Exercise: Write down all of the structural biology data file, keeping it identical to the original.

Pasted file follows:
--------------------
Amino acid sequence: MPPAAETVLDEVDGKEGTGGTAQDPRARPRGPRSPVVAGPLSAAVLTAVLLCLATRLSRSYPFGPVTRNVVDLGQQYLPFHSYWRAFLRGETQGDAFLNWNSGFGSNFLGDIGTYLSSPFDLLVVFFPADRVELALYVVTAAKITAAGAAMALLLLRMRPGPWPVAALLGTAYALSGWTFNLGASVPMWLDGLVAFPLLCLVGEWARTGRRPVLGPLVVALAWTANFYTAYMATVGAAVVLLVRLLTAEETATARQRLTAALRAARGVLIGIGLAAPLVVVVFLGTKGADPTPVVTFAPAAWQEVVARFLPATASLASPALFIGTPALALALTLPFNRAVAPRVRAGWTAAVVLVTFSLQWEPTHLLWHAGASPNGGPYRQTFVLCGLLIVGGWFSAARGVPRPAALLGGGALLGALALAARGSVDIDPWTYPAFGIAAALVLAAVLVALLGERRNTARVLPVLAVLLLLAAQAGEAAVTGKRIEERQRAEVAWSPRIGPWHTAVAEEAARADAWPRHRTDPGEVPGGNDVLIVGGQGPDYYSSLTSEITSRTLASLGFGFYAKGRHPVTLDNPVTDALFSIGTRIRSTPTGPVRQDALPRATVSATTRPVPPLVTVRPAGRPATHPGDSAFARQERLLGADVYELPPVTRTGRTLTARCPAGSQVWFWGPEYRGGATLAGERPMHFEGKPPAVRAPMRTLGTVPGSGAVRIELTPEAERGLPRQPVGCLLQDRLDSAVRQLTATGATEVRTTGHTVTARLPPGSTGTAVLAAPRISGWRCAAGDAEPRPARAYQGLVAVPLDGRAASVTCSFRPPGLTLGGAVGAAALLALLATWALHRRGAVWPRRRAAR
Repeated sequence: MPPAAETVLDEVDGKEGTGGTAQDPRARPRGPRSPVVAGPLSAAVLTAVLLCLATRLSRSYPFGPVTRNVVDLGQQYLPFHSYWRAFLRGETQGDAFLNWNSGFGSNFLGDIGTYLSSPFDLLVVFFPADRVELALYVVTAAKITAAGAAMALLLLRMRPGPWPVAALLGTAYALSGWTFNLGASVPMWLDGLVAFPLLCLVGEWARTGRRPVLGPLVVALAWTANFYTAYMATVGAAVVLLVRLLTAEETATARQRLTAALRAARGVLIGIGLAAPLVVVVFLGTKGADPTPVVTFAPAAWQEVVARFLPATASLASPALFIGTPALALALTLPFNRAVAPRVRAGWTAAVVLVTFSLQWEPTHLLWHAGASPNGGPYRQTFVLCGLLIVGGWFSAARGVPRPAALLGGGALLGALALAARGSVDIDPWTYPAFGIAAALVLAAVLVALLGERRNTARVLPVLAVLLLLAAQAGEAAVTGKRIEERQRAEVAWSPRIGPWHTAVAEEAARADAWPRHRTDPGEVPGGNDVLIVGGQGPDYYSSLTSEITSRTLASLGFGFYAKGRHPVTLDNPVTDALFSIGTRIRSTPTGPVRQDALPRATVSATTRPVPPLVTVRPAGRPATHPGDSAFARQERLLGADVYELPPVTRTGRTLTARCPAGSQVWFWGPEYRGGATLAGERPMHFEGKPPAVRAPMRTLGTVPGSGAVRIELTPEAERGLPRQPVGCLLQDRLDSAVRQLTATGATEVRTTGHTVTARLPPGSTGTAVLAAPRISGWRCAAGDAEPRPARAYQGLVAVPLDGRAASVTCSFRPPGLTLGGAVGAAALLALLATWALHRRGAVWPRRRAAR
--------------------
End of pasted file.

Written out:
Amino acid sequence: MPPAAETVLDEVDGKEGTGGTAQDPRARPRGPRSPVVAGPLSAAVLTAVLLCLATRLSRSYPFGPVTRNVVDLGQQYLPFHSYWRAFLRGETQGDAFLNWNSGFGSNFLGDIGTYLSSPFDLLVVFFPADRVELALYVVTAAKITAAGAAMALLLLRMRPGPWPVAALLGTAYALSGWTFNLGASVPMWLDGLVAFPLLCLVGEWARTGRRPVLGPLVVALAWTANFYTAYMATVGAAVVLLVRLLTAEETATARQRLTAALRAARGVLIGIGLAAPLVVVVFLGTKGADPTPVVTFAPAAWQEVVARFLPATASLASPALFIGTPALALALTLPFNRAVAPRVRAGWTAAVVLVTFSLQWEPTHLLWHAGASPNGGPYRQTFVLCGLLIVGGWFSAARGVPRPAALLGGGALLGALALAARGSVDIDPWTYPAFGIAAALVLAAVLVALLGERRNTARVLPVLAVLLLLAAQAGEAAVTGKRIEERQRAEVAWSPRIGPWHTAVAEEAARADAWPRHRTDPGEVPGGNDVLIVGGQGPDYYSSLTSEITSRTLASLGFGFYAKGRHPVTLDNPVTDALFSIGTRIRSTPTGPVRQDALPRATVSATTRPVPPLVTVRPAGRPATHPGDSAFARQERLLGADVYELPPVTRTGRTLTARCPAGSQVWFWGPEYRGGATLAGERPMHFEGKPPAVRAPMRTLGTVPGSGAVRIELTPEAERGLPRQPVGCLLQDRLDSAVRQLTATGATEVRTTGHTVTARLPPGSTGTAVLAAPRISGWRCAAGDAEPRPARAYQGLVAVPLDGRAASVTCSFRPPGLTLGGAVGAAALLALLATWALHRRGAVWPRRRAAR
Repeated sequence: MPPAAETVLDEVDGKEGTGGTAQDPRARPRGPRSPVVAGPLSAAVLTAVLLCLATRLSRSYPFGPVTRNVVDLGQQYLPFHSYWRAFLRGETQGDAFLNWNSGFGSNFLGDIGTYLSSPFDLLVVFFPADRVELALYVVTAAKITAAGAAMALLLLRMRPGPWPVAALLGTAYALSGWTFNLGASVPMWLDGLVAFPLLCLVGEWARTGRRPVLGPLVVALAWTANFYTAYMATVGAAVVLLVRLLTAEETATARQRLTAALRAARGVLIGIGLAAPLVVVVFLGTKGADPTPVVTFAPAAWQEVVARFLPATASLASPALFIGTPALALALTLPFNRAVAPRVRAGWTAAVVLVTFSLQWEPTHLLWHAGASPNGGPYRQTFVLCGLLIVGGWFSAARGVPRPAALLGGGALLGALALAARGSVDIDPWTYPAFGIAAALVLAAVLVALLGERRNTARVLPVLAVLLLLAAQAGEAAVTGKRIEERQRAEVAWSPRIGPWHTAVAEEAARADAWPRHRTDPGEVPGGNDVLIVGGQGPDYYSSLTSEITSRTLASLGFGFYAKGRHPVTLDNPVTDALFSIGTRIRSTPTGPVRQDALPRATVSATTRPVPPLVTVRPAGRPATHPGDSAFARQERLLGADVYELPPVTRTGRTLTARCPAGSQVWFWGPEYRGGATLAGERPMHFEGKPPAVRAPMRTLGTVPGSGAVRIELTPEAERGLPRQPVGCLLQDRLDSAVRQLTATGATEVRTTGHTVTARLPPGSTGTAVLAAPRISGWRCAAGDAEPRPARAYQGLVAVPLDGRAASVTCSFRPPGLTLGGAVGAAALLALLATWALHRRGAVWPRRRAAR